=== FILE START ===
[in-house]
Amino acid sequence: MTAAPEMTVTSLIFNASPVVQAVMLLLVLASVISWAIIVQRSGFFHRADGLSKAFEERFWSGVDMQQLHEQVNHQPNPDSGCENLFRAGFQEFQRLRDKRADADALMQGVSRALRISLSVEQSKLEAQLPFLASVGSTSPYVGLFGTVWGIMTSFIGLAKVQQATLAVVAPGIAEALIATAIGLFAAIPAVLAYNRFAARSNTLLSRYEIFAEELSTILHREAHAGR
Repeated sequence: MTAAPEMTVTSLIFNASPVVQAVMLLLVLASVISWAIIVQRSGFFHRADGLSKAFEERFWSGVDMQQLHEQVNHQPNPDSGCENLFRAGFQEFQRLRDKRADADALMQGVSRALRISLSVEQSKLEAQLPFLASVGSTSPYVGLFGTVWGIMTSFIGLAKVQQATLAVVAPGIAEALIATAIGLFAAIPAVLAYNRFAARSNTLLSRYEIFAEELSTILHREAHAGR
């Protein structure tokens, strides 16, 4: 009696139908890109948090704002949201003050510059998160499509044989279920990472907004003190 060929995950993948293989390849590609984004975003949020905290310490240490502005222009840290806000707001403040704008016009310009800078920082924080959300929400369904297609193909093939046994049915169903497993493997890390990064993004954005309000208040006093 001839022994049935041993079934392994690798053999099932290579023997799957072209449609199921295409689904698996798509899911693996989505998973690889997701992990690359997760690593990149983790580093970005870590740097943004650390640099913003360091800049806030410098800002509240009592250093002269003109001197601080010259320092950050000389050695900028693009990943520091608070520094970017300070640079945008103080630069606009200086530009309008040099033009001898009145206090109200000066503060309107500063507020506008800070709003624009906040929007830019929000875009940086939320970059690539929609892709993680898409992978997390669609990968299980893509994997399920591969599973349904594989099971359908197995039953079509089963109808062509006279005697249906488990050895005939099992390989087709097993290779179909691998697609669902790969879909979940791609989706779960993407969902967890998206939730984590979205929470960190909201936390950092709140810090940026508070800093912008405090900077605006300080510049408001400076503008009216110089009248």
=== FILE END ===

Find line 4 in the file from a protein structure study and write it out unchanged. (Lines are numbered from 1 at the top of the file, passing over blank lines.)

């Protein structure tokens, strides 16, 4: 009696139908890109948090704002949201003050510059998160499509044989279920990472907004003190 060929995950993948293989390849590609984004975003949020905290310490240490502005222009840290806000707001403040704008016009310009800078920082924080959300929400369904297609193909093939046994049915169903497993493997890390990064993004954005309000208040006093 001839022994049935041993079934392994690798053999099932290579023997799957072209449609199921295409689904698996798509899911693996989505998973690889997701992990690359997760690593990149983790580093970005870590740097943004650390640099913003360091800049806030410098800002509240009592250093002269003109001197601080010259320092950050000389050695900028693009990943520091608070520094970017300070640079945008103080630069606009200086530009309008040099033009001898009145206090109200000066503060309107500063507020506008800070709003624009906040929007830019929000875009940086939320970059690539929609892709993680898409992978997390669609990968299980893509994997399920591969599973349904594989099971359908197995039953079509089963109808062509006279005697249906488990050895005939099992390989087709097993290779179909691998697609669902790969879909979940791609989706779960993407969902967890998206939730984590979205929470960190909201936390950092709140810090940026508070800093912008405090900077605006300080510049408001400076503008009216110089009248």